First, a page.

India finds a prominent place in this context. Washington “will continue to build a strategic partnership in which the United States and India will work together and through regional groupings to promote stability in South Asia” and “will steadily advance our major defense partnership with India.” and support its role as network security provider. The strategy also identified India as “a like-minded partner and leader in South Asia and the Indian Ocean”… ​​“a driving force behind the Quad and other regional forums, and a driver for regional growth and development”. The strategy’s focus on India as the core of the Quad is remarkable, given that India is often seen as the weakest link among Quad partners.

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Highlighting the importance of India, Assistant Secretary of State for the Bureau of East Asian and Pacific Affairs Daniel Kritenbrink and Assistant Secretary of the Bureau of South and Central Asian Affairs Donald Lu, during a telephone press conference, noted that “India is more than just a partner. We work more closely with India on a daily basis than any other country in the region. Lu, who was part of the US delegation to the Quad foreign ministers’ meeting, said Indian Foreign Minister S. Jaishankar and US Secretary of State Antony Blinken had “an open and honest conversation”. which was indicative of the “close relationship we have with”. another…. And we talk about all the problems, including the most difficult ones.

Although the documents detail the logic of the US strategy and a number of challenges, mostly emanating from China, some critics say Biden’s Indo-Pacific strategy is not focused enough on countering the Chinese threat. Craig Singleton, analyst at the Foundation for Defense of Democracies, noted that the strategy bears so many similarities to Obama’s and Trump’s efforts on the Indo-Pacific that “the United States will continue to hold its own in the region.” This plan lacks specificity, lacks detail, and there are significant gaps in terms of strengthening the US geoeconomic position in Asia.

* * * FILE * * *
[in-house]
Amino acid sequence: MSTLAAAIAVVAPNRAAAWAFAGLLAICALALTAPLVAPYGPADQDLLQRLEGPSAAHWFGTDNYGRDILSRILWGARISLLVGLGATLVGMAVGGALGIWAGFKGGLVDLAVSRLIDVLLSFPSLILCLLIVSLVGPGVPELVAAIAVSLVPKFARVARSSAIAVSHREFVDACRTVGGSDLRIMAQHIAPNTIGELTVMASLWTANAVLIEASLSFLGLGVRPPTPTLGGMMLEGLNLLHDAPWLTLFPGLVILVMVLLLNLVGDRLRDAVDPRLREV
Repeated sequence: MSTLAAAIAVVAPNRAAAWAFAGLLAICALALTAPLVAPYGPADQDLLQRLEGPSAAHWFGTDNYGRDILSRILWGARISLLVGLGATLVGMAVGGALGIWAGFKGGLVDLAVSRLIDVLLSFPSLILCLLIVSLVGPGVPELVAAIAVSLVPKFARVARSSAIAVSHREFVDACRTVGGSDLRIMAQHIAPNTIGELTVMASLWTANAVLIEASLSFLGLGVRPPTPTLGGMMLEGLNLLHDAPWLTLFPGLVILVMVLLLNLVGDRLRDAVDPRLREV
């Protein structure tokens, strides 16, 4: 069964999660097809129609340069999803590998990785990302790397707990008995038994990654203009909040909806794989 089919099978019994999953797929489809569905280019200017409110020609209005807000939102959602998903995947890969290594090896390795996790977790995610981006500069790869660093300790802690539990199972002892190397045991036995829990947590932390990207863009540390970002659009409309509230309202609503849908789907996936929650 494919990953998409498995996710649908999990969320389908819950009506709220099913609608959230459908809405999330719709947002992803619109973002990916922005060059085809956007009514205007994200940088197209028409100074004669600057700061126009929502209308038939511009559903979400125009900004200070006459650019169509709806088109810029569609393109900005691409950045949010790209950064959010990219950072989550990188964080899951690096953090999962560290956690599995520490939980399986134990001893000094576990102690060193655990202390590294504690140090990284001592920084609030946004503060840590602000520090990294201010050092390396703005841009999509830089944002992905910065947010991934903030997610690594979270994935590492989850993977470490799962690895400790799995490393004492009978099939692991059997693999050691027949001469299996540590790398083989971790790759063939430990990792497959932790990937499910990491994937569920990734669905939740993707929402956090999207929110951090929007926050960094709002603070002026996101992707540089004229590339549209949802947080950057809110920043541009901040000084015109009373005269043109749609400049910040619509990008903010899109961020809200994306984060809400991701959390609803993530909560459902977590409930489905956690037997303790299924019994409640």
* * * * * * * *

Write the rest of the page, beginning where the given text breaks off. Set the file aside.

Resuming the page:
Senior officials during their briefing were disengage that the Indo-Pacific strategy was not just a Chinese strategy.

The strategy appears to recognize this “not just China” approach by focusing on regional needs, such as those of the countries of South East Asia. The strategy highlights the centrality of ASEAN and “the support[s] ASEAN in its efforts to provide lasting solutions to the region’s most pressing challenges,” which is seen as an improvement over the Trump administration’s efforts to “provoke[ing] ASEAN to confront China. Likewise, the strategy recognizes the important role of France as well as “the strategic value of a growing regional role for the European Union (EU)”. So instead of abandoning Europe for the Indo-Pacific, the effort appears to be an effort to integrate Europe into the Indo-Pacific, as other analysts have put it. underline.

In sum, the new Indo-Pacific strategy appears to take regional concerns more seriously, while re-emphasizing the importance of US interests in the region and Washington’s recognition of the need for partners in pursuing those interests.